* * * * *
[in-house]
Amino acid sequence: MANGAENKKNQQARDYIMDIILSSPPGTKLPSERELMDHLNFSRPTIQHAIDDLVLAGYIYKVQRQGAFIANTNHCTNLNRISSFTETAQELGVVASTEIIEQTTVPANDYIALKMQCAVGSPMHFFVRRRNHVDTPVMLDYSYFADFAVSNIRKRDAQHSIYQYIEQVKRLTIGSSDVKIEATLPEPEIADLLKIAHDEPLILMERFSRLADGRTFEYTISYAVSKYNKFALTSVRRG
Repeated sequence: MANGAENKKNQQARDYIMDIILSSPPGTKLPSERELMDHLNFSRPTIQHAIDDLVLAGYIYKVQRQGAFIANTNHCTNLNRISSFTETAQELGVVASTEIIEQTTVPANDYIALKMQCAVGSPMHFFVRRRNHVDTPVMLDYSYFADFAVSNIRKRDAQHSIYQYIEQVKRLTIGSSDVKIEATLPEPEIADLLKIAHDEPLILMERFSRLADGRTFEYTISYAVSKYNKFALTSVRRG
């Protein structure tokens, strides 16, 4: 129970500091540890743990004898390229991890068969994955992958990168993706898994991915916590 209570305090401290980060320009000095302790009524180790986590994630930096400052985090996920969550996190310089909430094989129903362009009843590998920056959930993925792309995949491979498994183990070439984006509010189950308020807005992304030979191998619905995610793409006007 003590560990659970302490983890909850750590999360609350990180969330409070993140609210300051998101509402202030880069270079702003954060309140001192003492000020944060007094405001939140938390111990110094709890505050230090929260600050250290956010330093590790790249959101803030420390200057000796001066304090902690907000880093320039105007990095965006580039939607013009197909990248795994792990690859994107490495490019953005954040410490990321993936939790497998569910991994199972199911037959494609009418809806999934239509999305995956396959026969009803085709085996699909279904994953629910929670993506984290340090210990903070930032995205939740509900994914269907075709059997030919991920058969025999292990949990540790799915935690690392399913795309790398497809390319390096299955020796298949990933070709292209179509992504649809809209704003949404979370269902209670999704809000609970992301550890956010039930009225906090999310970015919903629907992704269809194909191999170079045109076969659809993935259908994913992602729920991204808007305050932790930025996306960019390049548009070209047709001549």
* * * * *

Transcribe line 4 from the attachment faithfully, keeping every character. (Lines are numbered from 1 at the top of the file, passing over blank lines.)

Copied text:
């Protein structure tokens, strides 16, 4: 129970500091540890743990004898390229991890068969994955992958990168993706898994991915916590 209570305090401290980060320009000095302790009524180790986590994630930096400052985090996920969550996190310089909430094989129903362009009843590998920056959930993925792309995949491979498994183990070439984006509010189950308020807005992304030979191998619905995610793409006007 003590560990659970302490983890909850750590999360609350990180969330409070993140609210300051998101509402202030880069270079702003954060309140001192003492000020944060007094405001939140938390111990110094709890505050230090929260600050250290956010330093590790790249959101803030420390200057000796001066304090902690907000880093320039105007990095965006580039939607013009197909990248795994792990690859994107490495490019953005954040410490990321993936939790497998569910991994199972199911037959494609009418809806999934239509999305995956396959026969009803085709085996699909279904994953629910929670993506984290340090210990903070930032995205939740509900994914269907075709059997030919991920058969025999292990949990540790799915935690690392399913795309790398497809390319390096299955020796298949990933070709292209179509992504649809809209704003949404979370269902209670999704809000609970992301550890956010039930009225906090999310970015919903629907992704269809194909191999170079045109076969659809993935259908994913992602729920991204808007305050932790930025996306960019390049548009070209047709001549």